Although gene therapy has shown much promise over the past decade, one of its major challenges continues to be controlling the expression of a transplanted gene once it has been delivered into a cell. As many scientists already have reported, transplanted genes may switch off prematurely, or, in some cases, they might not turn off fast enough, causing an undesirable overproduction of its replacement protein.
One way around this problem is to control the expression of the transplanted gene with a system controlled by a small molecule, for example rapamycin, a well-characterized immunosuppressive drug. As scientists have envisioned the strategy, they stitch a chemical switch next to the gene that only rapamycin (or derivative) molecules can control. Upon administration of the drug, the gene will turn on leading to protein production. Already, researchers have demonstrated the effectiveness of this approach in the liver, muscle, and eye.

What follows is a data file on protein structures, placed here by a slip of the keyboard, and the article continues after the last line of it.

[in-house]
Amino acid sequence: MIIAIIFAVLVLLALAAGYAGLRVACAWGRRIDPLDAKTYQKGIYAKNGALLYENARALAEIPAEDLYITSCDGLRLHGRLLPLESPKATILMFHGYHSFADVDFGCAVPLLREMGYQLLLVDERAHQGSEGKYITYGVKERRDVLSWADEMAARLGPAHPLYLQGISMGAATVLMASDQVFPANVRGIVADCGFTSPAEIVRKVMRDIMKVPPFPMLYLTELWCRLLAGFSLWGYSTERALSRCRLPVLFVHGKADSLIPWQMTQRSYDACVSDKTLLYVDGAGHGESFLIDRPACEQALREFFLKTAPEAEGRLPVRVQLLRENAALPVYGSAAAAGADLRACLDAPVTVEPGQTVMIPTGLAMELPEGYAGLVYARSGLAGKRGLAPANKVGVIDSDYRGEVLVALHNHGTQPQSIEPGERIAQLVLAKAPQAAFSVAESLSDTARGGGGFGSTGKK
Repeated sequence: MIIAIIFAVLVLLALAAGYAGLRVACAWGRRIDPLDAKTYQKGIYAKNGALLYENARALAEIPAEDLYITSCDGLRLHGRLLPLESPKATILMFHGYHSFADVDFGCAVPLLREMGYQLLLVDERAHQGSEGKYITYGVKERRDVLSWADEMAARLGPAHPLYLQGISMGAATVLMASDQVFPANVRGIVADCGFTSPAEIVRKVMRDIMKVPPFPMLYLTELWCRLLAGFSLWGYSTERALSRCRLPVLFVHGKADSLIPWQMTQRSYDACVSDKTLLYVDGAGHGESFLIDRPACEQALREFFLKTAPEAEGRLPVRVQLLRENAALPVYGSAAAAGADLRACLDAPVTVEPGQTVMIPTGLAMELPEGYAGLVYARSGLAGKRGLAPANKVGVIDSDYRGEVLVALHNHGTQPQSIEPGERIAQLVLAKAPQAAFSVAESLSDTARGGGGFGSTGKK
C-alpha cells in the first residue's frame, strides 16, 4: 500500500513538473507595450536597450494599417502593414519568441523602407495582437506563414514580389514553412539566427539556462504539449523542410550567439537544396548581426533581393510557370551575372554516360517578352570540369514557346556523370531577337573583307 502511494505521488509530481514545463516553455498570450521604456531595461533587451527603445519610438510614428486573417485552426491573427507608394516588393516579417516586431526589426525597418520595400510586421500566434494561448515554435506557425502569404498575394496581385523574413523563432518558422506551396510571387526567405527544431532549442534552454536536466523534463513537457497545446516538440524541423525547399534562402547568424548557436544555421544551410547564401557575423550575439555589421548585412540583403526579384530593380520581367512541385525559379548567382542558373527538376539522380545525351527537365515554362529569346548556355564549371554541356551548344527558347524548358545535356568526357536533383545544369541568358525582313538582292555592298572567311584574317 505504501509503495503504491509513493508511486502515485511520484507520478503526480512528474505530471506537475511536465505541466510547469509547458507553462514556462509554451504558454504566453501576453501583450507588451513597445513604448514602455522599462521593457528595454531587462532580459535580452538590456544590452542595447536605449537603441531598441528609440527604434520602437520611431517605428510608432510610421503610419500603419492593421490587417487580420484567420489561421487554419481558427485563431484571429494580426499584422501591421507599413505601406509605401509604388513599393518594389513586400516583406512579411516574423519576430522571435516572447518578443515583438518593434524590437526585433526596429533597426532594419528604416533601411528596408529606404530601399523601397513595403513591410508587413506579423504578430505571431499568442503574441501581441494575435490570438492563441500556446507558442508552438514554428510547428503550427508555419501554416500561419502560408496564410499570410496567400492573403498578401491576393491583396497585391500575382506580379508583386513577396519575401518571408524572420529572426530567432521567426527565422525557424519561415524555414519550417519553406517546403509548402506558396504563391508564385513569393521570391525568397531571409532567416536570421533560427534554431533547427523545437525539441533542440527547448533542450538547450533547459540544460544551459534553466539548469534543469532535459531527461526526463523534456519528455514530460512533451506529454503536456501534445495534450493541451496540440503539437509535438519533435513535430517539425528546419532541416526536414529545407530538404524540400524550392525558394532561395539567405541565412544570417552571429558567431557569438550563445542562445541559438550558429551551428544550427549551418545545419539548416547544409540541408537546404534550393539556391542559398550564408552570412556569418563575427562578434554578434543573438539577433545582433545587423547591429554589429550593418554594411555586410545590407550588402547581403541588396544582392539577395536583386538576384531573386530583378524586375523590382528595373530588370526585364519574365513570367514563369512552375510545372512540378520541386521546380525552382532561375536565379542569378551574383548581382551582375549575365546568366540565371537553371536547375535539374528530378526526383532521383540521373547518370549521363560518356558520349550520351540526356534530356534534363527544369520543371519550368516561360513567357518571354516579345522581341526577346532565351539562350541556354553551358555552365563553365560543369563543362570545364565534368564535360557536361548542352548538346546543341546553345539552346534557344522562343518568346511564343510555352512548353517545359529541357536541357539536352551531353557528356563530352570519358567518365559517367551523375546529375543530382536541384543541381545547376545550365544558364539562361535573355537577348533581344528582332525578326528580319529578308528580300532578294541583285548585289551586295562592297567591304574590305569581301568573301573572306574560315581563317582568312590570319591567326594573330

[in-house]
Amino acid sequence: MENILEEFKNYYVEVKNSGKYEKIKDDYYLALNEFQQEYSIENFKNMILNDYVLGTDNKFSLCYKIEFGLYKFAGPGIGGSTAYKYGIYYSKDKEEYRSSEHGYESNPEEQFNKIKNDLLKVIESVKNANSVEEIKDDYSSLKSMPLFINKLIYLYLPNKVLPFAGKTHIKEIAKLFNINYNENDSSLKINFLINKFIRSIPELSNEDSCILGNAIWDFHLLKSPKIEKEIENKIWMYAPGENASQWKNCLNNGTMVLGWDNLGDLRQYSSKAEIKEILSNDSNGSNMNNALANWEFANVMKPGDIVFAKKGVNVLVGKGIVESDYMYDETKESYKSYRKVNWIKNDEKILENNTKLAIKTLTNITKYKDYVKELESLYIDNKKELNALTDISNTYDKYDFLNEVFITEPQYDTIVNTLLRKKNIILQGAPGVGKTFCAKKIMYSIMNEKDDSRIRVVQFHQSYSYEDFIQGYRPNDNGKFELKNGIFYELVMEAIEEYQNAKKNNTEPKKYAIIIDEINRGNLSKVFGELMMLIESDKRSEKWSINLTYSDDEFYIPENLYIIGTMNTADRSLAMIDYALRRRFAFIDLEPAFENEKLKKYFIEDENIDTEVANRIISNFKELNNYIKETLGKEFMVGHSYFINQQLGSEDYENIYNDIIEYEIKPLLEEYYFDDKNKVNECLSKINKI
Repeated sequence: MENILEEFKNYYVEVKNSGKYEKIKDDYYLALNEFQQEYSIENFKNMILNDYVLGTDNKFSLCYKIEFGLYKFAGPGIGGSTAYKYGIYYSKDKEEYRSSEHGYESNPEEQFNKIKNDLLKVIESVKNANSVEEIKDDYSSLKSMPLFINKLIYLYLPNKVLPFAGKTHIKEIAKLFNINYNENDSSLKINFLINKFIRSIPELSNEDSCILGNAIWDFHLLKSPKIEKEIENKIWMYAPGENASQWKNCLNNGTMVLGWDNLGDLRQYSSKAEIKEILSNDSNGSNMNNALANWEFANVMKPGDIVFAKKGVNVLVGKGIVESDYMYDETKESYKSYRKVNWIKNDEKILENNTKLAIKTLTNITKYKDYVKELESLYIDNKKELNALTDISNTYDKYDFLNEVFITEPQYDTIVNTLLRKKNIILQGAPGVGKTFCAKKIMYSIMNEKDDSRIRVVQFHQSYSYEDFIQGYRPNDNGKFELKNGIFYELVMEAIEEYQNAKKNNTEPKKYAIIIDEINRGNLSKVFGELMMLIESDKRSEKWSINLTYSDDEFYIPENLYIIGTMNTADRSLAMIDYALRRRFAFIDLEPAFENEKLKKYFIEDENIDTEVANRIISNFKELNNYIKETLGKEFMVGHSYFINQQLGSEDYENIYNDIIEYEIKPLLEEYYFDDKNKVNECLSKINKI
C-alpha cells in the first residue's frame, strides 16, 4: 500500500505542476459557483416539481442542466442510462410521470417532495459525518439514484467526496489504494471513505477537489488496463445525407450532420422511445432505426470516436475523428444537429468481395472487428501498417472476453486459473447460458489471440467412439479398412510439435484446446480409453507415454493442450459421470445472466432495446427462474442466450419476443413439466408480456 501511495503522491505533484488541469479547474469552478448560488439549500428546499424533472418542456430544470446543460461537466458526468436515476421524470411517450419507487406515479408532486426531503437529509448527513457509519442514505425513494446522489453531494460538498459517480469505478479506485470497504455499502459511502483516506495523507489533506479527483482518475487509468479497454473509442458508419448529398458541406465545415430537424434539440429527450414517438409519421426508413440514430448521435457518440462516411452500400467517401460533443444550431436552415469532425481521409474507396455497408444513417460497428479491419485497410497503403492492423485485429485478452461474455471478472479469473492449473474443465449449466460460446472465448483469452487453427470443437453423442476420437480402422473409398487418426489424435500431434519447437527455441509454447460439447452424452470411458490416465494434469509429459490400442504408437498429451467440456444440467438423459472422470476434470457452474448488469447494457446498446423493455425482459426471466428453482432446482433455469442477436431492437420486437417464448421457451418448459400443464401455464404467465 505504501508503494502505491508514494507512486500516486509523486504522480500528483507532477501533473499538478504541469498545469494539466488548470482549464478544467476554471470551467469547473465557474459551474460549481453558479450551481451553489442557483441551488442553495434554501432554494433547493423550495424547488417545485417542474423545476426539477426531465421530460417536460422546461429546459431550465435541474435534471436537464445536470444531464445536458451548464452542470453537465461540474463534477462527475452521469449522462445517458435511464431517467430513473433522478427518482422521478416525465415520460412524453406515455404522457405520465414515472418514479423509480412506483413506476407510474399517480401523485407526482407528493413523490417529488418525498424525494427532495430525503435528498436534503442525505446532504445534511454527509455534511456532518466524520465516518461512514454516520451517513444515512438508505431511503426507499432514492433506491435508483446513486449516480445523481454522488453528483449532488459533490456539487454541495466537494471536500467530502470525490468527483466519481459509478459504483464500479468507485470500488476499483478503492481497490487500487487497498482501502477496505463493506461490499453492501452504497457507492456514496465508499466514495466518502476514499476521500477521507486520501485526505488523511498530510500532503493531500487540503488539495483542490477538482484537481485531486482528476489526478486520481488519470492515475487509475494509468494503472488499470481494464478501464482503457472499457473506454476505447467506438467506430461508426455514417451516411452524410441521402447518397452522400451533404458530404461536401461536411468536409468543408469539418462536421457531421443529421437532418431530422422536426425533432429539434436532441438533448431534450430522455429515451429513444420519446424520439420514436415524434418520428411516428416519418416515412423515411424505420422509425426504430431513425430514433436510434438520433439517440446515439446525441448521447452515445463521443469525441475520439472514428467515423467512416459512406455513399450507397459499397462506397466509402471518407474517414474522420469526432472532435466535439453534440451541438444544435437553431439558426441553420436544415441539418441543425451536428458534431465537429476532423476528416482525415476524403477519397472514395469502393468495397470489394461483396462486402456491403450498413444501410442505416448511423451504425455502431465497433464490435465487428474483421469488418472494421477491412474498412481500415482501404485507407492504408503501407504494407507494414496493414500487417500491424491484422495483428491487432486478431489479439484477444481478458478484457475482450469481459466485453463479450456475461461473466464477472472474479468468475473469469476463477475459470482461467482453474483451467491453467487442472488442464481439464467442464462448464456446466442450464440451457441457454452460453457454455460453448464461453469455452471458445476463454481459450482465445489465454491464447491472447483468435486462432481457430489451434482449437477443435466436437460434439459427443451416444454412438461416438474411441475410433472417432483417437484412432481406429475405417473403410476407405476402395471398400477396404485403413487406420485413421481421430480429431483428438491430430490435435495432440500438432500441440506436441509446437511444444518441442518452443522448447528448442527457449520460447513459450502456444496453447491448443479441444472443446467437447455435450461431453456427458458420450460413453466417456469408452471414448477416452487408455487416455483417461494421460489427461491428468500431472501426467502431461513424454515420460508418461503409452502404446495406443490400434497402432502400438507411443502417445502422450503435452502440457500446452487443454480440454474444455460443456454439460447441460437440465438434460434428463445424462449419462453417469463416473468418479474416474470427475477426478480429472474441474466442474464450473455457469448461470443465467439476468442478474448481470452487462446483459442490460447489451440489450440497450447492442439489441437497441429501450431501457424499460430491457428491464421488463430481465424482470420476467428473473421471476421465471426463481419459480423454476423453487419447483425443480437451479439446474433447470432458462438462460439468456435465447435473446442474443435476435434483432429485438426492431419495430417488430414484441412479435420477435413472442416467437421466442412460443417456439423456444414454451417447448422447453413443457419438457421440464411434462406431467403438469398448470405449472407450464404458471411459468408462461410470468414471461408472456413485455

Now, a team of scientists report in an article published online in the journal Gene Therapy they succeeded in getting the so-called "rapamycin gene-activation" system to work in the salivary glands. As the scientists noted, their finding could one day have important implications in treating a variety of oral and possibly systemic conditions with gene therapy.
National Institute of Dental and Craniofacial Research (NIDCR)
Message posted by: Rashmi Nemade
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